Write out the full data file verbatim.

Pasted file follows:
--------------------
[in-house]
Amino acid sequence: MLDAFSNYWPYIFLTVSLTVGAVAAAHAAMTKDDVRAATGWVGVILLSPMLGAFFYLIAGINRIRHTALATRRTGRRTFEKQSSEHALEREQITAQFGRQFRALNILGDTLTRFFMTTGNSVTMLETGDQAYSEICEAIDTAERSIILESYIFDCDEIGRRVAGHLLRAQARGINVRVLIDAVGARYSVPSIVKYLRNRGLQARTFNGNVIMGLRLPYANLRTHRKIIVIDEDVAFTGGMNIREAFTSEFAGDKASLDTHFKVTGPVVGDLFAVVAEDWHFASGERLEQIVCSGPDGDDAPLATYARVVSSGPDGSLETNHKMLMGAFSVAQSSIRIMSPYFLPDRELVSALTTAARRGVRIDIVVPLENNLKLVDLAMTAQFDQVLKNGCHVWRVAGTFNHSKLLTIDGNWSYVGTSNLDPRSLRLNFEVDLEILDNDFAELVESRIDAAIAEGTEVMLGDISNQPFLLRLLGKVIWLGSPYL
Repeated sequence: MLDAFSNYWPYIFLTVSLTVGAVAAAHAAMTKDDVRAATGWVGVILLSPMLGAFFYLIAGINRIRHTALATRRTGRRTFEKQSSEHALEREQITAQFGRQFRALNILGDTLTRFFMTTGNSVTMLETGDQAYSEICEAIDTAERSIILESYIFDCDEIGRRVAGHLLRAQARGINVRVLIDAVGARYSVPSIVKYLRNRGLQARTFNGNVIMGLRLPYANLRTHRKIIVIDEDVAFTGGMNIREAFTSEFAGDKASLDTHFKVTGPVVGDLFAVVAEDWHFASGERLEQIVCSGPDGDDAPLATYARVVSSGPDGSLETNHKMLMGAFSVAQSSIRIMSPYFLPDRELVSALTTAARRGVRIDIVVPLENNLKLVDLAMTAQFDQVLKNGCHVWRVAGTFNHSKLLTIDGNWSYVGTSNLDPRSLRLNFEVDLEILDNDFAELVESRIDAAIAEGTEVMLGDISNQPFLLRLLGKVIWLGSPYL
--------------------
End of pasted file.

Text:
[in-house]
Amino acid sequence: MLDAFSNYWPYIFLTVSLTVGAVAAAHAAMTKDDVRAATGWVGVILLSPMLGAFFYLIAGINRIRHTALATRRTGRRTFEKQSSEHALEREQITAQFGRQFRALNILGDTLTRFFMTTGNSVTMLETGDQAYSEICEAIDTAERSIILESYIFDCDEIGRRVAGHLLRAQARGINVRVLIDAVGARYSVPSIVKYLRNRGLQARTFNGNVIMGLRLPYANLRTHRKIIVIDEDVAFTGGMNIREAFTSEFAGDKASLDTHFKVTGPVVGDLFAVVAEDWHFASGERLEQIVCSGPDGDDAPLATYARVVSSGPDGSLETNHKMLMGAFSVAQSSIRIMSPYFLPDRELVSALTTAARRGVRIDIVVPLENNLKLVDLAMTAQFDQVLKNGCHVWRVAGTFNHSKLLTIDGNWSYVGTSNLDPRSLRLNFEVDLEILDNDFAELVESRIDAAIAEGTEVMLGDISNQPFLLRLLGKVIWLGSPYL
Repeated sequence: MLDAFSNYWPYIFLTVSLTVGAVAAAHAAMTKDDVRAATGWVGVILLSPMLGAFFYLIAGINRIRHTALATRRTGRRTFEKQSSEHALEREQITAQFGRQFRALNILGDTLTRFFMTTGNSVTMLETGDQAYSEICEAIDTAERSIILESYIFDCDEIGRRVAGHLLRAQARGINVRVLIDAVGARYSVPSIVKYLRNRGLQARTFNGNVIMGLRLPYANLRTHRKIIVIDEDVAFTGGMNIREAFTSEFAGDKASLDTHFKVTGPVVGDLFAVVAEDWHFASGERLEQIVCSGPDGDDAPLATYARVVSSGPDGSLETNHKMLMGAFSVAQSSIRIMSPYFLPDRELVSALTTAARRGVRIDIVVPLENNLKLVDLAMTAQFDQVLKNGCHVWRVAGTFNHSKLLTIDGNWSYVGTSNLDPRSLRLNFEVDLEILDNDFAELVESRIDAAIAEGTEVMLGDISNQPFLLRLLGKVIWLGSPYL